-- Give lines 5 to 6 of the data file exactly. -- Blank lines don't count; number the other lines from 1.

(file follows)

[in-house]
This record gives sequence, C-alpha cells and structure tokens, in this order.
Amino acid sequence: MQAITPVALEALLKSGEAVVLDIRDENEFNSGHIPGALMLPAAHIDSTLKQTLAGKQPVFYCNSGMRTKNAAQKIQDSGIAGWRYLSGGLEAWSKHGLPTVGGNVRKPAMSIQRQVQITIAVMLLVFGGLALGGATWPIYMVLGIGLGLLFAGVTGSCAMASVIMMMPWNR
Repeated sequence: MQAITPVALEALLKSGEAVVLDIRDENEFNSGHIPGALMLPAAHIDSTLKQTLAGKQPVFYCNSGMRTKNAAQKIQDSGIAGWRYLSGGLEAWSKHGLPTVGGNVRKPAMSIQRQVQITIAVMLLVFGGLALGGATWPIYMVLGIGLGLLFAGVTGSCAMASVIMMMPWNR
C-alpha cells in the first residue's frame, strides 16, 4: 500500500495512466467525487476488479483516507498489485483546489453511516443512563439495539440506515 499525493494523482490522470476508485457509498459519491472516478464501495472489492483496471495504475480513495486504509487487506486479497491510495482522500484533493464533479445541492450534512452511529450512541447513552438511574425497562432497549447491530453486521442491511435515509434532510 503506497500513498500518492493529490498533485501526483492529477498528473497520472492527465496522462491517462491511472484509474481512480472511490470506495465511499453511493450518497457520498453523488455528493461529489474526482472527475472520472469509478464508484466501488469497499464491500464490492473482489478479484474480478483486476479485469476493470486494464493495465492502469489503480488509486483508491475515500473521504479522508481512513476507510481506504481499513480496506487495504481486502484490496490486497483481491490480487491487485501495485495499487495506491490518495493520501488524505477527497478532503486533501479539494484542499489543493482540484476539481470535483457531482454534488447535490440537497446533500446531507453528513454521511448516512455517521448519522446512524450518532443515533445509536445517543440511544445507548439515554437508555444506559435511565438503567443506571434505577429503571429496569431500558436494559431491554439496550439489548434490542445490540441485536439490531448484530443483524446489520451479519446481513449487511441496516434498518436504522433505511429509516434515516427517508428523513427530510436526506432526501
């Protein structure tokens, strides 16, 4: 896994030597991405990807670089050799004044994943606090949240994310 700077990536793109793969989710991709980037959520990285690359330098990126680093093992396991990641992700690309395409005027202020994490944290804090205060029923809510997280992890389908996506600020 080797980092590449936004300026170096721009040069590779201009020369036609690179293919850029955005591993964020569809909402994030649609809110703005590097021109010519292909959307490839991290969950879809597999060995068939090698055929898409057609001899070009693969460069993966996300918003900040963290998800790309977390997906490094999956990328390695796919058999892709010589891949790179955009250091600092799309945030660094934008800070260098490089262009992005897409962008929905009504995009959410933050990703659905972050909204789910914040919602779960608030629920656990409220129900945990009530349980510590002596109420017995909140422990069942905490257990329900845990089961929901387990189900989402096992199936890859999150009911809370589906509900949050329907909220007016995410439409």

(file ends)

C-alpha cells in the first residue's frame, strides 16, 4: 500500500495512466467525487476488479483516507498489485483546489453511516443512563439495539440506515 499525493494523482490522470476508485457509498459519491472516478464501495472489492483496471495504475480513495486504509487487506486479497491510495482522500484533493464533479445541492450534512452511529450512541447513552438511574425497562432497549447491530453486521442491511435515509434532510 503506497500513498500518492493529490498533485501526483492529477498528473497520472492527465496522462491517462491511472484509474481512480472511490470506495465511499453511493450518497457520498453523488455528493461529489474526482472527475472520472469509478464508484466501488469497499464491500464490492473482489478479484474480478483486476479485469476493470486494464493495465492502469489503480488509486483508491475515500473521504479522508481512513476507510481506504481499513480496506487495504481486502484490496490486497483481491490480487491487485501495485495499487495506491490518495493520501488524505477527497478532503486533501479539494484542499489543493482540484476539481470535483457531482454534488447535490440537497446533500446531507453528513454521511448516512455517521448519522446512524450518532443515533445509536445517543440511544445507548439515554437508555444506559435511565438503567443506571434505577429503571429496569431500558436494559431491554439496550439489548434490542445490540441485536439490531448484530443483524446489520451479519446481513449487511441496516434498518436504522433505511429509516434515516427517508428523513427530510436526506432526501
């Protein structure tokens, strides 16, 4: 896994030597991405990807670089050799004044994943606090949240994310 700077990536793109793969989710991709980037959520990285690359330098990126680093093992396991990641992700690309395409005027202020994490944290804090205060029923809510997280992890389908996506600020 080797980092590449936004300026170096721009040069590779201009020369036609690179293919850029955005591993964020569809909402994030649609809110703005590097021109010519292909959307490839991290969950879809597999060995068939090698055929898409057609001899070009693969460069993966996300918003900040963290998800790309977390997906490094999956990328390695796919058999892709010589891949790179955009250091600092799309945030660094934008800070260098490089262009992005897409962008929905009504995009959410933050990703659905972050909204789910914040919602779960608030629920656990409220129900945990009530349980510590002596109420017995909140422990069942905490257990329900845990089961929901387990189900989402096992199936890859999150009911809370589906509900949050329907909220007016995410439409």